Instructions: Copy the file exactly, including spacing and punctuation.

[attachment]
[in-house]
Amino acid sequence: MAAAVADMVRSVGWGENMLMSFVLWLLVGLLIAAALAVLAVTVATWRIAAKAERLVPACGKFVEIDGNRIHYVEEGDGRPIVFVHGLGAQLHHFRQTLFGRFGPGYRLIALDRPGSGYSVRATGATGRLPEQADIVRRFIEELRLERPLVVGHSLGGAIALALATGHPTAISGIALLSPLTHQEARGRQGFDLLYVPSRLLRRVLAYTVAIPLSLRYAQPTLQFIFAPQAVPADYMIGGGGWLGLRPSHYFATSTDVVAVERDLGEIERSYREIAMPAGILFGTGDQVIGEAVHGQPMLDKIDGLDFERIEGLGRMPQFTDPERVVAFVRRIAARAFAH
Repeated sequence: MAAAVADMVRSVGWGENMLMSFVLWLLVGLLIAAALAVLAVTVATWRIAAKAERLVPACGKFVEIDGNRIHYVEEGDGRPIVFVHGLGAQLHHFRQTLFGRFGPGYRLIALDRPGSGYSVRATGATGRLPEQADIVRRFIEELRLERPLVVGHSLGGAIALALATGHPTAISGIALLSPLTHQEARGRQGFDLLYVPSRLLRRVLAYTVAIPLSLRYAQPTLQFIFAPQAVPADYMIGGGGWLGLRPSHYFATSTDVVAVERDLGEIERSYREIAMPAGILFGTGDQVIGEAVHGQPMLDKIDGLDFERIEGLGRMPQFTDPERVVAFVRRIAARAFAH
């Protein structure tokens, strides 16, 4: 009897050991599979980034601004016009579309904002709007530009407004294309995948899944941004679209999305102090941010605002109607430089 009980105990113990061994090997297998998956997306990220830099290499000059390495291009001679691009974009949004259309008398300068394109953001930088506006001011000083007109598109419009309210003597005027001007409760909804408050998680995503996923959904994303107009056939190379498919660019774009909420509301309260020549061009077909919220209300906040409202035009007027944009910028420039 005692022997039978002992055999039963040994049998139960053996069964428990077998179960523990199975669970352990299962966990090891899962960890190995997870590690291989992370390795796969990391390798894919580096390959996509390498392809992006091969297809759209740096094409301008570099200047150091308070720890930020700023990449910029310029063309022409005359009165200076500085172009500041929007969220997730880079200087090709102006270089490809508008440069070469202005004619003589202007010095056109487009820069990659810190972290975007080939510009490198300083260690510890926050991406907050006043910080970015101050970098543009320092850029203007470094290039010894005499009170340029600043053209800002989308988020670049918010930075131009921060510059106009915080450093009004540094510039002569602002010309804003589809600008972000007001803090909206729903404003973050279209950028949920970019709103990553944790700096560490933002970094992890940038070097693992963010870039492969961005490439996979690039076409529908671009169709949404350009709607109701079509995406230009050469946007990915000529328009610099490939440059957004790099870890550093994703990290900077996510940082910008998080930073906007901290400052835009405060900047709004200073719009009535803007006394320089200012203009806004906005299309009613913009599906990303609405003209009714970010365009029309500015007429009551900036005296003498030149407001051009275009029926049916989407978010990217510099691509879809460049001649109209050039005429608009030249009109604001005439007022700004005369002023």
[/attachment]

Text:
[in-house]
Amino acid sequence: MAAAVADMVRSVGWGENMLMSFVLWLLVGLLIAAALAVLAVTVATWRIAAKAERLVPACGKFVEIDGNRIHYVEEGDGRPIVFVHGLGAQLHHFRQTLFGRFGPGYRLIALDRPGSGYSVRATGATGRLPEQADIVRRFIEELRLERPLVVGHSLGGAIALALATGHPTAISGIALLSPLTHQEARGRQGFDLLYVPSRLLRRVLAYTVAIPLSLRYAQPTLQFIFAPQAVPADYMIGGGGWLGLRPSHYFATSTDVVAVERDLGEIERSYREIAMPAGILFGTGDQVIGEAVHGQPMLDKIDGLDFERIEGLGRMPQFTDPERVVAFVRRIAARAFAH
Repeated sequence: MAAAVADMVRSVGWGENMLMSFVLWLLVGLLIAAALAVLAVTVATWRIAAKAERLVPACGKFVEIDGNRIHYVEEGDGRPIVFVHGLGAQLHHFRQTLFGRFGPGYRLIALDRPGSGYSVRATGATGRLPEQADIVRRFIEELRLERPLVVGHSLGGAIALALATGHPTAISGIALLSPLTHQEARGRQGFDLLYVPSRLLRRVLAYTVAIPLSLRYAQPTLQFIFAPQAVPADYMIGGGGWLGLRPSHYFATSTDVVAVERDLGEIERSYREIAMPAGILFGTGDQVIGEAVHGQPMLDKIDGLDFERIEGLGRMPQFTDPERVVAFVRRIAARAFAH
């Protein structure tokens, strides 16, 4: 009897050991599979980034601004016009579309904002709007530009407004294309995948899944941004679209999305102090941010605002109607430089 009980105990113990061994090997297998998956997306990220830099290499000059390495291009001679691009974009949004259309008398300068394109953001930088506006001011000083007109598109419009309210003597005027001007409760909804408050998680995503996923959904994303107009056939190379498919660019774009909420509301309260020549061009077909919220209300906040409202035009007027944009910028420039 005692022997039978002992055999039963040994049998139960053996069964428990077998179960523990199975669970352990299962966990090891899962960890190995997870590690291989992370390795796969990391390798894919580096390959996509390498392809992006091969297809759209740096094409301008570099200047150091308070720890930020700023990449910029310029063309022409005359009165200076500085172009500041929007969220997730880079200087090709102006270089490809508008440069070469202005004619003589202007010095056109487009820069990659810190972290975007080939510009490198300083260690510890926050991406907050006043910080970015101050970098543009320092850029203007470094290039010894005499009170340029600043053209800002989308988020670049918010930075131009921060510059106009915080450093009004540094510039002569602002010309804003589809600008972000007001803090909206729903404003973050279209950028949920970019709103990553944790700096560490933002970094992890940038070097693992963010870039492969961005490439996979690039076409529908671009169709949404350009709607109701079509995406230009050469946007990915000529328009610099490939440059957004790099870890550093994703990290900077996510940082910008998080930073906007901290400052835009405060900047709004200073719009009535803007006394320089200012203009806004906005299309009613913009599906990303609405003209009714970010365009029309500015007429009551900036005296003498030149407001051009275009029926049916989407978010990217510099691509879809460049001649109209050039005429608009030249009109604001005439007022700004005369002023």